And shine within your people here.–Holden Evening Prayer
Jan. 12, 2021
Rev. Katherine Museus Dabay takes turns writing weekly devotions with Rev. James A. Wetzstein at Valparaiso University, where both serve as university pastors.
- Archives of Devotional Writings from our Pastoral Staff
- “Some Lent!”
- (Your vocation here) of people
- A call to courage for 2021
- A charming tale for over-achievers
- A Lesson On Beans … and Being
- A New Place
- A Point of Privilege
- A season of anticipation
- A Time of Dust
- Acquiring a peaceful spirit
- Advent = Hope
- All will be well
- Anastasis: the Greatest Story of God’s Saving Power
- Another kind of darkness
- Are we willing to cross the road for one another?
- As if we needed a reminder
- Beacons of hope
- Better Together
- Blessings As You Go
- Can we learn to be happy?
- Carrying the COVID Cross
- Come and See
- Did Jesus really suffer?
- Doing without in a life of plenty
- Don’t miss this moment
- Exiles with Vision
- Fear not!
- Fear of the Lord
- Feeling at Home
- Finding Purpose in the Journey
- Finding Words for Times Like These
- Forgiving others – and ourselves
- Getting ahead with Jesus
- Getting down on Jesus’ level
- Getting through this together
- God is not overwhelmed
- Good Friday
- Grief & Graduation
- Have yourself a merry little Christmas — somehow
- Holy Week and Taking Out the Trash
- Holy Week: The aid station late in the semester
- Hopes & Dreams vs Life in the Wilderness
- How do you keep from giving up hope?
- How glad we’ll be if it’s so
- I almost slipped
- Imagining Eternity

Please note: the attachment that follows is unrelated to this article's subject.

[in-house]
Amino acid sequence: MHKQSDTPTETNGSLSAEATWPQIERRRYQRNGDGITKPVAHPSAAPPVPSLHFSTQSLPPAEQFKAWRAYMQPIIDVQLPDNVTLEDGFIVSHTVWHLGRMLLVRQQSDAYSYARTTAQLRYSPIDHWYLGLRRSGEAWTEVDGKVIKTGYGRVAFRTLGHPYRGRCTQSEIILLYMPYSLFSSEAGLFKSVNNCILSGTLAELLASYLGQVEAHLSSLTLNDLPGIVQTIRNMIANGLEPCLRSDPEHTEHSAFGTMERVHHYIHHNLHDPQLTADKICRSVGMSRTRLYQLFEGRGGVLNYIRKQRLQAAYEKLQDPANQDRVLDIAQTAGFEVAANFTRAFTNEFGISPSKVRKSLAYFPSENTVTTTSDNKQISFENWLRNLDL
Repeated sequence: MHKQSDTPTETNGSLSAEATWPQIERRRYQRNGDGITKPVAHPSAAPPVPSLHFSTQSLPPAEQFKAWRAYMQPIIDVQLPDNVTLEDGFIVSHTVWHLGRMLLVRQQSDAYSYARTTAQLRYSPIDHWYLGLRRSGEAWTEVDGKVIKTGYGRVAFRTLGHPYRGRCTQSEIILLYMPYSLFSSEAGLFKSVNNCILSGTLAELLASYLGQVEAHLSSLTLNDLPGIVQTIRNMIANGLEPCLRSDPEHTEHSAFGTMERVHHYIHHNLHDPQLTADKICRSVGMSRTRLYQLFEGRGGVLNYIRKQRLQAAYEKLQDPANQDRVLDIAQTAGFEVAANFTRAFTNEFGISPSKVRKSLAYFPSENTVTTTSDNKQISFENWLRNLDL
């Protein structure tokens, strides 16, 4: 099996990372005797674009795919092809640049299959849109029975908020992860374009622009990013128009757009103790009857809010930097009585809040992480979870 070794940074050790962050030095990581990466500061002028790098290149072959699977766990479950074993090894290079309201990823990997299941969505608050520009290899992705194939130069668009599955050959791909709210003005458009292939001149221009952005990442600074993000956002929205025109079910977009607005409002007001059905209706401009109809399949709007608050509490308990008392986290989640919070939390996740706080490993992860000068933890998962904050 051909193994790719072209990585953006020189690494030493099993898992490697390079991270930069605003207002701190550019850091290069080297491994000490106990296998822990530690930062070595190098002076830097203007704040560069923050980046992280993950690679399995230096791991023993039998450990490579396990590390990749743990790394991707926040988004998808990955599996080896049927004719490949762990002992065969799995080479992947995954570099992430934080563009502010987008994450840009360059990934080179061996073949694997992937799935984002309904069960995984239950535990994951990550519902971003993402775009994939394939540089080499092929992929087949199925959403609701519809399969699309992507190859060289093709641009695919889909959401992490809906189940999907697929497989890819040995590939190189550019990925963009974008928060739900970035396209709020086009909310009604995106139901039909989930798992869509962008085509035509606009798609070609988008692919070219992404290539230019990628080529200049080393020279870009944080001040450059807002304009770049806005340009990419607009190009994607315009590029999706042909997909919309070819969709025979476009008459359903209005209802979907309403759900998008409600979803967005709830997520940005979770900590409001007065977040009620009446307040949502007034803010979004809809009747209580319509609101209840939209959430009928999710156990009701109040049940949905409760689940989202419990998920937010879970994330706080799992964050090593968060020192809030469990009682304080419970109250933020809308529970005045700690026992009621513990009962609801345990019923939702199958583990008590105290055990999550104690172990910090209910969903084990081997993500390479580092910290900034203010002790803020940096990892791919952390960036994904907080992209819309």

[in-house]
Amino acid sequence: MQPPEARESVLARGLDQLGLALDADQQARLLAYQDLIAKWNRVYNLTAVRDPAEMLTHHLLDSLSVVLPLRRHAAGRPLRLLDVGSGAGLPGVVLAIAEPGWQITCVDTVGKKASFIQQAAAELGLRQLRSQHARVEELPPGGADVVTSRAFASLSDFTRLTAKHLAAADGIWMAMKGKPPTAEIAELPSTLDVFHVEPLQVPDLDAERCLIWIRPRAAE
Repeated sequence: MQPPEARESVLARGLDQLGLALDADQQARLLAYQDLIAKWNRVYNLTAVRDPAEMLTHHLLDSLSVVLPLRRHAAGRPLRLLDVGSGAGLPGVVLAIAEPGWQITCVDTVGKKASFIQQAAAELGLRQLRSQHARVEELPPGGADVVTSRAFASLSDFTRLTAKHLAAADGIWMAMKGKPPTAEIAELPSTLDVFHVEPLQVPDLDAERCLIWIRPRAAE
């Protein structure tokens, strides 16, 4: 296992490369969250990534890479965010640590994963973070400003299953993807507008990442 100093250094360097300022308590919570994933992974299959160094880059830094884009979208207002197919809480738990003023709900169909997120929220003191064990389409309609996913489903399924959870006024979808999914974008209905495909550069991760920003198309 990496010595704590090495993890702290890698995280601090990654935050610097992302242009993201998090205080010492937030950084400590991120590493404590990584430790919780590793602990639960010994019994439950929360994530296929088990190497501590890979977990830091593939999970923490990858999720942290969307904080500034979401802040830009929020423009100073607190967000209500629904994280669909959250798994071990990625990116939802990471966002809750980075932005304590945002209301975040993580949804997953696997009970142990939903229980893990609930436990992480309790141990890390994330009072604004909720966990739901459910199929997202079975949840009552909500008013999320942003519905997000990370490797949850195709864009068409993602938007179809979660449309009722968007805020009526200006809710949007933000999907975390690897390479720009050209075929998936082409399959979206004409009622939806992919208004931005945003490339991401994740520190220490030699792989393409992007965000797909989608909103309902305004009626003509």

- In a time of uncertainty, these things are certain
- In everything, grateful
- In praise of plans B … C … D …
- In the midst of grief, God will bring life
- Is there such a thing as being too forgiving?
- It’s a Three Day Weekend!
- It’s In the Bag
- It’s What’s Happening
- Jesus among us
- Killing off our future selves
- Knowing a Good Thing When We See It
- Lessons in fire building
- Let there be light!
- Let us work for real wellness in our communities
- Life Is a Highway
- Lilies and leaves and whatever else is beautiful
- Living in the Present
- Naming our demons
- O Lord, you know I hate buttermilk
- Of Fear and Failure
- On Christian Unity: When we’re not one big happy church
- On the Bucket List
- On the day after the night before
- Persistent and Extravagant
- Pray and Let God Worry
- Praying for Reconciliation
- Preparing for the world to be turned rightside up
- Recovering from an Epic Fail
- Reformation calls for examination
- Remembering among the forgetful
- Rest is Holy
- Right where we are
- Seeing beauty in brokenness
- Signs of Love
- Starting Small
- Still in the storm
- Surprisingly Simple: Breathe!
- Taking a Break from the Relentless
- Talking ourselves into it
- Thankfulness leads to joyfulness
- The Art of Holy Week
- The Funny Business of Forgiveness
- The Greatest of These is Love
- The Magi: Exemplars of Faith and Learning
- The Power of Small Conversations
- The Trouble with Mammon
- The Power of Taking a Sabbath
- The Spiritual Gift of Hindsight
- This can’t be done alone
- To be known
- You might be a Lutheran if…
- You will be in our prayers this summer of 2020
- Ventures of which we cannot see the ending
- WWJD? We already know
- Walking in the Light of Jesus’ Resurrection
- We had hoped
- We’re on a mission from God
- What do you do with your anger?
- What good is a shepherd?
- What is your base reality?
- What to do after you find your voice
- What to do on the day after
- What we know and what we don’t know
- When bad things happen
- When God uses something terrible for good
- When heaven & earth click
- When joy and sadness live together
- When stress overwhelms
- When the promise of resurrection is hard to believe
- When you offer up your broken cup
- When we are moved
- Where God will be found
- Where is the good shepherd carrying you?
- Wilderness Journeys
- Won’t you be my neighbor?
- Year-end time management: Keeping the main thing the main thing
- Your Valpo roots will help you grow into your future